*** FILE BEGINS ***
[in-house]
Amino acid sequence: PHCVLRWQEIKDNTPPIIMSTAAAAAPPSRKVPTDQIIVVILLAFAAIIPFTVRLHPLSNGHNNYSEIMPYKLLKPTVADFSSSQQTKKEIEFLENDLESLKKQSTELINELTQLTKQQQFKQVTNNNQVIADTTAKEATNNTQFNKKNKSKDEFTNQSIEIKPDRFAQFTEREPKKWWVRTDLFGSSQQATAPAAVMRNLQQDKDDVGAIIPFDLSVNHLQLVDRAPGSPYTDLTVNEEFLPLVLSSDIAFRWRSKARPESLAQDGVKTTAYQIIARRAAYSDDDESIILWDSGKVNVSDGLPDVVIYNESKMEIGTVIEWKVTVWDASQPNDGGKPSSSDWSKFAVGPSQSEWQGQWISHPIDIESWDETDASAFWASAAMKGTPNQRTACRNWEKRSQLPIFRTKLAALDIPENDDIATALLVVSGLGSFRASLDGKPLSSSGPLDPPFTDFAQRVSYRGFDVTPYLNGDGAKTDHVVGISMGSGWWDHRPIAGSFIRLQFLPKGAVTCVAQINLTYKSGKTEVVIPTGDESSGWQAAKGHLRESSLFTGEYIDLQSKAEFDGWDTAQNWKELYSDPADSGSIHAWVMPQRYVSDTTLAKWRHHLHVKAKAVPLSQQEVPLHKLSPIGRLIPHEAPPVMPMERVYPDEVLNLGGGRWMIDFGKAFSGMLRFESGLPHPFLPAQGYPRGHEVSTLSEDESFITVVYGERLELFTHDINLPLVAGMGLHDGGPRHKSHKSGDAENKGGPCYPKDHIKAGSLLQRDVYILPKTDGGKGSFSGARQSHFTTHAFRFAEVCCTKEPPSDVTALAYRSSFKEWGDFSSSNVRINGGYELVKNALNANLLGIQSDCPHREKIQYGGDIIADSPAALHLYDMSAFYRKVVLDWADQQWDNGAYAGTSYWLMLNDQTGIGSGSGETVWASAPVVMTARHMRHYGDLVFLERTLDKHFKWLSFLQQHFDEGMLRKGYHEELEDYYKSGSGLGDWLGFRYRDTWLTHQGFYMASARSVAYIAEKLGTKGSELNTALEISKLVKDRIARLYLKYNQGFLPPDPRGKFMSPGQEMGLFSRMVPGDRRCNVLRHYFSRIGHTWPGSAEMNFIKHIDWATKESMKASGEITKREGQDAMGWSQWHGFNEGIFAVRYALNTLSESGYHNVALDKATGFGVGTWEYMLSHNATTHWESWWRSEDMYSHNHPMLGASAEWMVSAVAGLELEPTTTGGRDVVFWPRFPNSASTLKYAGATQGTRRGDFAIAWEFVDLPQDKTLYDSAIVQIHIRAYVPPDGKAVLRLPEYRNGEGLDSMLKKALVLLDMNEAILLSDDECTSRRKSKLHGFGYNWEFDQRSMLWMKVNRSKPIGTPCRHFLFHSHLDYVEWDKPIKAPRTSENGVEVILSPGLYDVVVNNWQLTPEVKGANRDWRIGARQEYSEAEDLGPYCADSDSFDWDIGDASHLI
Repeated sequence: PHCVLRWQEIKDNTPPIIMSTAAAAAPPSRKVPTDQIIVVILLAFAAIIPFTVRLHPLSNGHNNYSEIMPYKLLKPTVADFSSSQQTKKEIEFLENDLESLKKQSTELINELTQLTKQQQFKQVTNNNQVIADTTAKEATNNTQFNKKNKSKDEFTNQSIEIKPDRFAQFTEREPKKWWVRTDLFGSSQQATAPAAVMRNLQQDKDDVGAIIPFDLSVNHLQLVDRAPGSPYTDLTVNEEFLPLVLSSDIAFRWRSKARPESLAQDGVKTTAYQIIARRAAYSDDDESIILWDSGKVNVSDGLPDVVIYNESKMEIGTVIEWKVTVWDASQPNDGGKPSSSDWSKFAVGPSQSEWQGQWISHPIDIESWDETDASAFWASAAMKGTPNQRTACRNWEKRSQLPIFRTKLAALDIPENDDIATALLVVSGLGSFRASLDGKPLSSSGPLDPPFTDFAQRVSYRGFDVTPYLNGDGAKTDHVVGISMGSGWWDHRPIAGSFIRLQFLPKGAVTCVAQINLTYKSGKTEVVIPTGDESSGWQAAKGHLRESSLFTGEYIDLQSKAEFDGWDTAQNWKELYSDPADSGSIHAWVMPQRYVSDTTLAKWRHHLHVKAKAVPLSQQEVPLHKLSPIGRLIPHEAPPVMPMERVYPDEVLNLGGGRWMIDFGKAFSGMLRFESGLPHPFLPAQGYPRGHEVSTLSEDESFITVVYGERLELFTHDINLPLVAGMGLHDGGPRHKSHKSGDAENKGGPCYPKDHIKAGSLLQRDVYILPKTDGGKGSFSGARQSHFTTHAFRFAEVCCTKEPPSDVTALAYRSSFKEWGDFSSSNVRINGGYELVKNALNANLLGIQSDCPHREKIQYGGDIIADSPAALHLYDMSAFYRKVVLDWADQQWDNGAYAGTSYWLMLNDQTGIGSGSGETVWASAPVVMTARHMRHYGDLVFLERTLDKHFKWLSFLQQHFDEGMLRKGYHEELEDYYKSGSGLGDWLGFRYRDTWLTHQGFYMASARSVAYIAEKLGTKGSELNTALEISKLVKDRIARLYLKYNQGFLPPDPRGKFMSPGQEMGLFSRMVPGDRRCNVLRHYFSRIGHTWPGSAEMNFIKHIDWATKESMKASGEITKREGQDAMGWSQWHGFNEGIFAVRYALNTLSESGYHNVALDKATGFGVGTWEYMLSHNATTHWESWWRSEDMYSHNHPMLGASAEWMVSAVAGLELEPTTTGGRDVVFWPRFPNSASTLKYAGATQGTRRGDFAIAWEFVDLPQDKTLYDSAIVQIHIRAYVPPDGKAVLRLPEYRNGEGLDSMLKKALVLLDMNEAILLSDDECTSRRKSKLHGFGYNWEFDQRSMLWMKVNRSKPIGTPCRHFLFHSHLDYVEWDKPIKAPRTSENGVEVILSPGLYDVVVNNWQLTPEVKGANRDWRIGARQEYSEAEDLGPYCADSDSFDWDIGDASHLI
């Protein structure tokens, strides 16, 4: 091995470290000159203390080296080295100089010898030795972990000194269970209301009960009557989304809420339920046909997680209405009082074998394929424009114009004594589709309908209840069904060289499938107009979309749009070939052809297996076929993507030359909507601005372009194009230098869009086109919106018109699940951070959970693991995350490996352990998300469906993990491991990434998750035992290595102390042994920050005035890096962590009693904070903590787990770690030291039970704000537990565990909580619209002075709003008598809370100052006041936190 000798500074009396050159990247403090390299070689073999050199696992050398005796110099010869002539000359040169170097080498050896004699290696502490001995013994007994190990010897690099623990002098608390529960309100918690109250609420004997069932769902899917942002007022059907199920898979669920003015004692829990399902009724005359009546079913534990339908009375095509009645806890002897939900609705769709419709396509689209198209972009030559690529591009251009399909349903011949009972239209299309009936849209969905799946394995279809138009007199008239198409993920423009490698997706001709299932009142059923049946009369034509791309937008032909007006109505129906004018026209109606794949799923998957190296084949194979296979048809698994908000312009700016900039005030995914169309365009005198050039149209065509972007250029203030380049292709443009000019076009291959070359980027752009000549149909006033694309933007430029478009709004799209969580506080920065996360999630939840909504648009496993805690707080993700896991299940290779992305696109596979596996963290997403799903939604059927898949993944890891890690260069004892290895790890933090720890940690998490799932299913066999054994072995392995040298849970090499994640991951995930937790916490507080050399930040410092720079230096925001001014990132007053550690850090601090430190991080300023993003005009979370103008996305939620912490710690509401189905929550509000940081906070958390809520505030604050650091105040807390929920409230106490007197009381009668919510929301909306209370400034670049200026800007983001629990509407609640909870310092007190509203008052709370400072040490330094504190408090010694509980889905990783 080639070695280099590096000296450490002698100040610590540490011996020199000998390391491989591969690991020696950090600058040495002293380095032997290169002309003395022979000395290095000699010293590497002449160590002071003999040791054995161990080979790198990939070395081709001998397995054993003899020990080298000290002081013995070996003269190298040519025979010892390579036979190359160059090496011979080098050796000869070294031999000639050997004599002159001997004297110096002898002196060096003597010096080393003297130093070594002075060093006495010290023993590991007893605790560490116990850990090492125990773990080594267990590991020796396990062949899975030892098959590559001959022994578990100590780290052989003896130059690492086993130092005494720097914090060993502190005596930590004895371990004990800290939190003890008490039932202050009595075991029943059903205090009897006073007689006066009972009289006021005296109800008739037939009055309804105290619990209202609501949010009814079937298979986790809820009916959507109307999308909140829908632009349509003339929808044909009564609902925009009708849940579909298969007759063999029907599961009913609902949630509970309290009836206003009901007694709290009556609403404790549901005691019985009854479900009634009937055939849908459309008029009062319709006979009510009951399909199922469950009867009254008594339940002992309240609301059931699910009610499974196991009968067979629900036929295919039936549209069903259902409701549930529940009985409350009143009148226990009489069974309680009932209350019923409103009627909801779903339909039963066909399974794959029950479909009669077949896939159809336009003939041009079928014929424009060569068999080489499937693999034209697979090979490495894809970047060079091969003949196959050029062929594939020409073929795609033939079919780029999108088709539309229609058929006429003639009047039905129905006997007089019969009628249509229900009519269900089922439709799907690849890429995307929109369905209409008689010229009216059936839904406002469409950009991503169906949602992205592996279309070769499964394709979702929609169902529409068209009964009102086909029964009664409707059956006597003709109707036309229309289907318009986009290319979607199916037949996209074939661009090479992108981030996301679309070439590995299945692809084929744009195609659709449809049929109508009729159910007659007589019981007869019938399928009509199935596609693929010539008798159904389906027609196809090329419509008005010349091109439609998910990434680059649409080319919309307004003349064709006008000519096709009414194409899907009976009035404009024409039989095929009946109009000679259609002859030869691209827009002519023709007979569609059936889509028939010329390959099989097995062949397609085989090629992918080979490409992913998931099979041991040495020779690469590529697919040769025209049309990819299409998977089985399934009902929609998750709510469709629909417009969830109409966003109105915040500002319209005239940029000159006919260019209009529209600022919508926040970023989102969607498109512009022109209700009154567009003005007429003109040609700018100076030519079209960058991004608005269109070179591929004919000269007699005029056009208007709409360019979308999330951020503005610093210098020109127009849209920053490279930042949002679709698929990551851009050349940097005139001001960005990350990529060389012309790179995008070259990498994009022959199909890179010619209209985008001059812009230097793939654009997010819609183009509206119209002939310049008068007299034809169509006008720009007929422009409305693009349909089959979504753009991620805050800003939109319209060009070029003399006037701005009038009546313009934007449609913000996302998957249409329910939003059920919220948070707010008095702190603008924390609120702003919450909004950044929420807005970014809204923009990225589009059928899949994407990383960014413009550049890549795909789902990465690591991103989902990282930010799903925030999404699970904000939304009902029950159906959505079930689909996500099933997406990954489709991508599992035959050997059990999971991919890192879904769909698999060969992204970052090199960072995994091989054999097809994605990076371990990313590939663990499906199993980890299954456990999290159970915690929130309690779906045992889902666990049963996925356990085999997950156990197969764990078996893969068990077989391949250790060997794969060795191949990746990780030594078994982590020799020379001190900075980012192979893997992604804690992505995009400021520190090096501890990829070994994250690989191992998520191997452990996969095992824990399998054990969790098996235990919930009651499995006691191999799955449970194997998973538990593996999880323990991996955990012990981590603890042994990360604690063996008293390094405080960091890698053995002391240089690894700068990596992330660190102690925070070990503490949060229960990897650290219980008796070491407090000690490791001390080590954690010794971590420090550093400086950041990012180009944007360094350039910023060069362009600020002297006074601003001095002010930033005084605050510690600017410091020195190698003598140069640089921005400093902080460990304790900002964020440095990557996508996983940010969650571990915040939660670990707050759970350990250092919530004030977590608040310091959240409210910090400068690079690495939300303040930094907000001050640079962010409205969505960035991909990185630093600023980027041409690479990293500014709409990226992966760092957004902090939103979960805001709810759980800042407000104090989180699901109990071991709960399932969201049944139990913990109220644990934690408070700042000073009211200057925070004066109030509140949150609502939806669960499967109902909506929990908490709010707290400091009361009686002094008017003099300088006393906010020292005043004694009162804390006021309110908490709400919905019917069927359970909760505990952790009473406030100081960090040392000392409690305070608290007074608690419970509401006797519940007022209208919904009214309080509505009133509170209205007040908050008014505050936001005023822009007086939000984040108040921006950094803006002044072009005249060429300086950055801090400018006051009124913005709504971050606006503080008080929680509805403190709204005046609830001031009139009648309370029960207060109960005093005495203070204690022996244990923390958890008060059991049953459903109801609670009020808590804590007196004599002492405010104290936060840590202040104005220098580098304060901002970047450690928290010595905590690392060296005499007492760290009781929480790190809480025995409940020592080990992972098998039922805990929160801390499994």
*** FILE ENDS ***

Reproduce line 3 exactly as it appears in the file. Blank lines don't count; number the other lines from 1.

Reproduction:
Repeated sequence: PHCVLRWQEIKDNTPPIIMSTAAAAAPPSRKVPTDQIIVVILLAFAAIIPFTVRLHPLSNGHNNYSEIMPYKLLKPTVADFSSSQQTKKEIEFLENDLESLKKQSTELINELTQLTKQQQFKQVTNNNQVIADTTAKEATNNTQFNKKNKSKDEFTNQSIEIKPDRFAQFTEREPKKWWVRTDLFGSSQQATAPAAVMRNLQQDKDDVGAIIPFDLSVNHLQLVDRAPGSPYTDLTVNEEFLPLVLSSDIAFRWRSKARPESLAQDGVKTTAYQIIARRAAYSDDDESIILWDSGKVNVSDGLPDVVIYNESKMEIGTVIEWKVTVWDASQPNDGGKPSSSDWSKFAVGPSQSEWQGQWISHPIDIESWDETDASAFWASAAMKGTPNQRTACRNWEKRSQLPIFRTKLAALDIPENDDIATALLVVSGLGSFRASLDGKPLSSSGPLDPPFTDFAQRVSYRGFDVTPYLNGDGAKTDHVVGISMGSGWWDHRPIAGSFIRLQFLPKGAVTCVAQINLTYKSGKTEVVIPTGDESSGWQAAKGHLRESSLFTGEYIDLQSKAEFDGWDTAQNWKELYSDPADSGSIHAWVMPQRYVSDTTLAKWRHHLHVKAKAVPLSQQEVPLHKLSPIGRLIPHEAPPVMPMERVYPDEVLNLGGGRWMIDFGKAFSGMLRFESGLPHPFLPAQGYPRGHEVSTLSEDESFITVVYGERLELFTHDINLPLVAGMGLHDGGPRHKSHKSGDAENKGGPCYPKDHIKAGSLLQRDVYILPKTDGGKGSFSGARQSHFTTHAFRFAEVCCTKEPPSDVTALAYRSSFKEWGDFSSSNVRINGGYELVKNALNANLLGIQSDCPHREKIQYGGDIIADSPAALHLYDMSAFYRKVVLDWADQQWDNGAYAGTSYWLMLNDQTGIGSGSGETVWASAPVVMTARHMRHYGDLVFLERTLDKHFKWLSFLQQHFDEGMLRKGYHEELEDYYKSGSGLGDWLGFRYRDTWLTHQGFYMASARSVAYIAEKLGTKGSELNTALEISKLVKDRIARLYLKYNQGFLPPDPRGKFMSPGQEMGLFSRMVPGDRRCNVLRHYFSRIGHTWPGSAEMNFIKHIDWATKESMKASGEITKREGQDAMGWSQWHGFNEGIFAVRYALNTLSESGYHNVALDKATGFGVGTWEYMLSHNATTHWESWWRSEDMYSHNHPMLGASAEWMVSAVAGLELEPTTTGGRDVVFWPRFPNSASTLKYAGATQGTRRGDFAIAWEFVDLPQDKTLYDSAIVQIHIRAYVPPDGKAVLRLPEYRNGEGLDSMLKKALVLLDMNEAILLSDDECTSRRKSKLHGFGYNWEFDQRSMLWMKVNRSKPIGTPCRHFLFHSHLDYVEWDKPIKAPRTSENGVEVILSPGLYDVVVNNWQLTPEVKGANRDWRIGARQEYSEAEDLGPYCADSDSFDWDIGDASHLI